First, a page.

• yamaha.dude

Posted January 11, 2002 - 02:15 PM

#16

One other suggestion that I read here a short while ago was to have your bike in the garage, partly dissasembled... say the front and/or back wheel off... then they cannot roll it away so easy...

And just for MOMilkman's benefit, Yes, I have direct experience of this, but from the correct side of the equation... so don't worry, I am not the criminal mastersmind you might think... but a previous occupation gave me insight into Criminal Psychology...
(Unfortunately) Here in Australia, we don't really have the option of Rule 12G or Section 38 or 45 of the criminal apprehension code... :)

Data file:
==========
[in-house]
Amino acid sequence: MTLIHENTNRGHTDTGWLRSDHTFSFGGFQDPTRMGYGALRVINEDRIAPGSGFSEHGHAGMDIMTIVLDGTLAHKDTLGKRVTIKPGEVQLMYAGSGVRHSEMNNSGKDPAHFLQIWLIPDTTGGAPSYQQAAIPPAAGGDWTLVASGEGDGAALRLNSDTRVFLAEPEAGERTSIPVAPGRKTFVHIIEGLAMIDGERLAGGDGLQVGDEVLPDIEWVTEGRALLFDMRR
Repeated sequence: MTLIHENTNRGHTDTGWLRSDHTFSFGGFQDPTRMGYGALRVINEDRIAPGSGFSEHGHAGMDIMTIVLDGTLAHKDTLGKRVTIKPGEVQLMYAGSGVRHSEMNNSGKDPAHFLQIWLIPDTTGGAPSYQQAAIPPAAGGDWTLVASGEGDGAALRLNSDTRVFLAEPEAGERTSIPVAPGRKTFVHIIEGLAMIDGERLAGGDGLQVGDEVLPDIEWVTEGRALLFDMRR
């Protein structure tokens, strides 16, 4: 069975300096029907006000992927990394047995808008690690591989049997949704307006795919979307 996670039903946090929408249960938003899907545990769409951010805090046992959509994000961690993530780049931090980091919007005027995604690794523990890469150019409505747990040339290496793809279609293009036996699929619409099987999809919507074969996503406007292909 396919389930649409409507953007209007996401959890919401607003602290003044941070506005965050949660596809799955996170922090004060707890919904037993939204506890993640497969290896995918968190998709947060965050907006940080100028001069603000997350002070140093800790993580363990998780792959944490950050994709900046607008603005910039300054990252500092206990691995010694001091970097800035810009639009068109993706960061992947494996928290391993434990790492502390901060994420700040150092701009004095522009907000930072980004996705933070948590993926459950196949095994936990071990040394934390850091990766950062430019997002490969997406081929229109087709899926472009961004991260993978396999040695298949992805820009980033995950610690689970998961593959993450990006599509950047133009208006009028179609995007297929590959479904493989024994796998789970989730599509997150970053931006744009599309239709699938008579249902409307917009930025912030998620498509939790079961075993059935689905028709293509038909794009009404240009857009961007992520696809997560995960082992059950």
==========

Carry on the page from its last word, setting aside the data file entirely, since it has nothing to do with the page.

Just don't make it an easier for them... a big hi-tensile chain will be far less than the excees you will pay for the insurance claim...

David

[ January 11, 2002: Message edited by: yamaha.dude ]

[ January 11, 2002: Message edited by: yamaha.dude ]

  • Lil_Bill

Posted January 12, 2002 - 12:01 AM

#17

Hey Kaze, It is acccessible with out taking the seat off.
One other thing I do when I go camping besides the chain around the tree, I went to a gun shop and bought a gun lock and wrap it around & through the frame.
Kinda sounds stupid but it is an audible alarm on a cable lock. It has a motion detector and if the cable is cut it sounds a 110 decibel alarm.
only costs thirty bucks and the piece of mind is worth it.
Of course if all else fails I do have a ccw and am willing to use it. Not the gun I will just throw the license at the F____ER.

  • bonez34

Posted January 14, 2002 - 03:33 PM

#18

when we go to the woods to camp we just put beer bottles on the front tire so when it moves the bottle drops and hopefully wakes us up.